Communication with the Development Team
One of the first products to come out of Ever Africa was Litter Wars, an endless runner IOS game where the hero has to chase down the Litterbug while collecting the litter it drops. The more litter you collect the more lives and powers you get.
The idea was to create a social impact game that was fun, looked good and subtly influenced the players to pick up litter in the real world. This was our first game, we loved the idea and we were excited to get it out the door.
We briefed our development team and, since we were working on other projects at the time, left them to run with the development. Once development started we stepped back.
Our mistake was not to communicate to them exactly what we wanted the game to look like, and who the intended target market was. The plan was to create a children’s game with bright colours and rainbows. The game we got was designed and developed for young adults.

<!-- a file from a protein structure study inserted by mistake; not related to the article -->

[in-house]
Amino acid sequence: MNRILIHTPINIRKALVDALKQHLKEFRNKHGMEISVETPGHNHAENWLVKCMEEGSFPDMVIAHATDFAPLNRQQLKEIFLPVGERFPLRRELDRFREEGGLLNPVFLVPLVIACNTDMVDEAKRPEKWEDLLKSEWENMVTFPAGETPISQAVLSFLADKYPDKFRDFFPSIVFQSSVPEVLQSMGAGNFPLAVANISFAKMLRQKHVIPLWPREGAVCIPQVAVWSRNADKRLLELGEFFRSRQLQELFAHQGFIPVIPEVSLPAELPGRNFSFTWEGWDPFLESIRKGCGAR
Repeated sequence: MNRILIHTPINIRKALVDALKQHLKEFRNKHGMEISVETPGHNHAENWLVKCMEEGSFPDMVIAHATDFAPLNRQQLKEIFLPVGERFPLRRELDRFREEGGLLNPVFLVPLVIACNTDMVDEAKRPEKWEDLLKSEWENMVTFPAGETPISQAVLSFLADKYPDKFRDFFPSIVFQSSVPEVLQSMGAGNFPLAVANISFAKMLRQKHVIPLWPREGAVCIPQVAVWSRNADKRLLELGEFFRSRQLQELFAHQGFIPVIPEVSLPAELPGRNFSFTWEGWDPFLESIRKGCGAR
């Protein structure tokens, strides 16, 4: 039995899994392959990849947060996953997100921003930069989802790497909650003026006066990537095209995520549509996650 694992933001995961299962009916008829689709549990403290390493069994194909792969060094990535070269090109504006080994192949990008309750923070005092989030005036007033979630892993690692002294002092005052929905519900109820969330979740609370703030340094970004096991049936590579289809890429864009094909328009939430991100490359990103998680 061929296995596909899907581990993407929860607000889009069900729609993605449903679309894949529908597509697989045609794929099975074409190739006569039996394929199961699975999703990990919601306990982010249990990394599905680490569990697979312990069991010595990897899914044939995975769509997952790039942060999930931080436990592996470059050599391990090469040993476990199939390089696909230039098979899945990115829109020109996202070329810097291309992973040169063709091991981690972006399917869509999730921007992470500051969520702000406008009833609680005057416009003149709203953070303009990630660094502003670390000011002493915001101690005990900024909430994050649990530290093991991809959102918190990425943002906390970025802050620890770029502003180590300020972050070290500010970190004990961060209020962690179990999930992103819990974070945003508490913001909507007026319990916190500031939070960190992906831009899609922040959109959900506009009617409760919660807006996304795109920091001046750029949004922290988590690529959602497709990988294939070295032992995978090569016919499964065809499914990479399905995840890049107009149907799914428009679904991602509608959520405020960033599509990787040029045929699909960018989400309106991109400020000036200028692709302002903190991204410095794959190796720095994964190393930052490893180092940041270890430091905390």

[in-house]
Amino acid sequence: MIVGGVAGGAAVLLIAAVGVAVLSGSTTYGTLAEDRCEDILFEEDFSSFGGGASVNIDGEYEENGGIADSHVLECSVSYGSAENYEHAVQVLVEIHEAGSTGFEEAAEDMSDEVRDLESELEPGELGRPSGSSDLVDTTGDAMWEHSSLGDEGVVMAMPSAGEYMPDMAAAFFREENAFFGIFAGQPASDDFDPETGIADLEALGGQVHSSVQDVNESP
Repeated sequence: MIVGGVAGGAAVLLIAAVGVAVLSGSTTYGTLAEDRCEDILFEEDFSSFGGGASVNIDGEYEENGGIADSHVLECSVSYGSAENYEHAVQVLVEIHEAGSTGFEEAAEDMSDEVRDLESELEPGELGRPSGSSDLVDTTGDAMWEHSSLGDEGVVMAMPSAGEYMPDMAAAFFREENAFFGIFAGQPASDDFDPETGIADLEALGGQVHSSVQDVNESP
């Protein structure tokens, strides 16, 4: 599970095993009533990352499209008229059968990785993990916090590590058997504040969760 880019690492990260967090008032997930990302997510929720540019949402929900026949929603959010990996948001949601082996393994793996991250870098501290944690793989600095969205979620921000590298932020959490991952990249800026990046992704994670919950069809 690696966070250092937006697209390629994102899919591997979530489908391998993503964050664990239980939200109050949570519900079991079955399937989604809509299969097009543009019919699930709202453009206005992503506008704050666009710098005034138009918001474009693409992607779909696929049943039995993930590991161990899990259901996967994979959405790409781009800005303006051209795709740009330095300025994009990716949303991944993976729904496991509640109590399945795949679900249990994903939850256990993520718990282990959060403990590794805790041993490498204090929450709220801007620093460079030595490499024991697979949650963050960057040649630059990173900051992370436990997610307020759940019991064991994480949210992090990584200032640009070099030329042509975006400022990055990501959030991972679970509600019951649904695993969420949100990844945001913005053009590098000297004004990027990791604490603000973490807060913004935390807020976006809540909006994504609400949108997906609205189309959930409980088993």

The gameplay is great and was exactly what we were looking for. The graphics were way off.
Problems like this are easily avoided. All it takes is clear communication and quick catch-up sessions at the beginning of the development process. Once there is confidence that everyone is 100% on the same page it should usually be okay give the development team freedom to run with the project independently. If they are any good then they should be happy working autonomously.
Any miscommunication at the beginning of the development stage will however magnify and could result in a final product that is very different from what was intended.
by Craig Rivett